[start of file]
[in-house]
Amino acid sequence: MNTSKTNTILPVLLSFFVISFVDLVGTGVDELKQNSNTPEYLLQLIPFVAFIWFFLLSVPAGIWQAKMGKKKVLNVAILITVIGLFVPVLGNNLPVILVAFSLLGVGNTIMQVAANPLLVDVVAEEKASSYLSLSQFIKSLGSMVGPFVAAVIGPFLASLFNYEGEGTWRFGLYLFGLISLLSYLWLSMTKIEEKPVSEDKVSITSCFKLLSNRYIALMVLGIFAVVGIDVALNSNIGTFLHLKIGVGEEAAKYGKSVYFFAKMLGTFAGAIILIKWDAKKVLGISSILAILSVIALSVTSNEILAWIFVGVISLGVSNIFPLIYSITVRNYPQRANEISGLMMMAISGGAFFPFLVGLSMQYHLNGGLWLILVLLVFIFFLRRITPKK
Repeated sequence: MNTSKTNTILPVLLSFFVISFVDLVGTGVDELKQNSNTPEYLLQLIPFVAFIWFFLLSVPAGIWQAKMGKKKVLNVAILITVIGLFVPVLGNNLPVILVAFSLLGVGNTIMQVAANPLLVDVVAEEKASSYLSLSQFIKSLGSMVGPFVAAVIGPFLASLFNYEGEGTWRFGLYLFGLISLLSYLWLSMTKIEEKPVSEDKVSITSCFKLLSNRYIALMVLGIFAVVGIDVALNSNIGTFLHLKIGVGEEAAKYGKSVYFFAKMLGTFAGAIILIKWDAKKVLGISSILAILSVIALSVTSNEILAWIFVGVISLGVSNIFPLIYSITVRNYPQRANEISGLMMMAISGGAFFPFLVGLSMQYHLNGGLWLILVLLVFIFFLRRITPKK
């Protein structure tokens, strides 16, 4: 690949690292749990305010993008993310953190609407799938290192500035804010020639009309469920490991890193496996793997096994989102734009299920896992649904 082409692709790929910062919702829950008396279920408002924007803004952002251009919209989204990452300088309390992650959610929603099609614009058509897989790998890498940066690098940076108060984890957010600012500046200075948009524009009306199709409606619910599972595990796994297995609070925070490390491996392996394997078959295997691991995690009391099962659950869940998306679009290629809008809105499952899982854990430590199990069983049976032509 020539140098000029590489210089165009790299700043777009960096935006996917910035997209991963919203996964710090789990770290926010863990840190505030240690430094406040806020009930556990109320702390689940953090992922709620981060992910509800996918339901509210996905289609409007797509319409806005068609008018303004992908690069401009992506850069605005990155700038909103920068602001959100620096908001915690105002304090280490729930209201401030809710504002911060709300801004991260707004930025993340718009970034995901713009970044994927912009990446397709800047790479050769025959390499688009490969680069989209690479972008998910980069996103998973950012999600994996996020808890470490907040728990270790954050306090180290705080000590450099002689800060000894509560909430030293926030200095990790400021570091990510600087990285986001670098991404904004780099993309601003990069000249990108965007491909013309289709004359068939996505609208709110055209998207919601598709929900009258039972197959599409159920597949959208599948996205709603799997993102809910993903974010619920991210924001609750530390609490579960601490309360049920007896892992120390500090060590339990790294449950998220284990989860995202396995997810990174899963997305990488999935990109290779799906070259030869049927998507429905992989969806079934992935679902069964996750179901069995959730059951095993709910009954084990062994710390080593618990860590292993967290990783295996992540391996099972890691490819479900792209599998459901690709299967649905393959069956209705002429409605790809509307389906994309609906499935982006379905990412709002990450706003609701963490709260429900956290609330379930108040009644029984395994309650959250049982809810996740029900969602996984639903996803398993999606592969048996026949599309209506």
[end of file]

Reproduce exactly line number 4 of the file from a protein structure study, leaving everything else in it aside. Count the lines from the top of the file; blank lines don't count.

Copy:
């Protein structure tokens, strides 16, 4: 690949690292749990305010993008993310953190609407799938290192500035804010020639009309469920490991890193496996793997096994989102734009299920896992649904 082409692709790929910062919702829950008396279920408002924007803004952002251009919209989204990452300088309390992650959610929603099609614009058509897989790998890498940066690098940076108060984890957010600012500046200075948009524009009306199709409606619910599972595990796994297995609070925070490390491996392996394997078959295997691991995690009391099962659950869940998306679009290629809008809105499952899982854990430590199990069983049976032509 020539140098000029590489210089165009790299700043777009960096935006996917910035997209991963919203996964710090789990770290926010863990840190505030240690430094406040806020009930556990109320702390689940953090992922709620981060992910509800996918339901509210996905289609409007797509319409806005068609008018303004992908690069401009992506850069605005990155700038909103920068602001959100620096908001915690105002304090280490729930209201401030809710504002911060709300801004991260707004930025993340718009970034995901713009970044994927912009990446397709800047790479050769025959390499688009490969680069989209690479972008998910980069996103998973950012999600994996996020808890470490907040728990270790954050306090180290705080000590450099002689800060000894509560909430030293926030200095990790400021570091990510600087990285986001670098991404904004780099993309601003990069000249990108965007491909013309289709004359068939996505609208709110055209998207919601598709929900009258039972197959599409159920597949959208599948996205709603799997993102809910993903974010619920991210924001609750530390609490579960601490309360049920007896892992120390500090060590339990790294449950998220284990989860995202396995997810990174899963997305990488999935990109290779799906070259030869049927998507429905992989969806079934992935679902069964996750179901069995959730059951095993709910009954084990062994710390080593618990860590292993967290990783295996992540391996099972890691490819479900792209599998459901690709299967649905393959069956209705002429409605790809509307389906994309609906499935982006379905990412709002990450706003609701963490709260429900956290609330379930108040009644029984395994309650959250049982809810996740029900969602996984639903996803398993999606592969048996026949599309209506």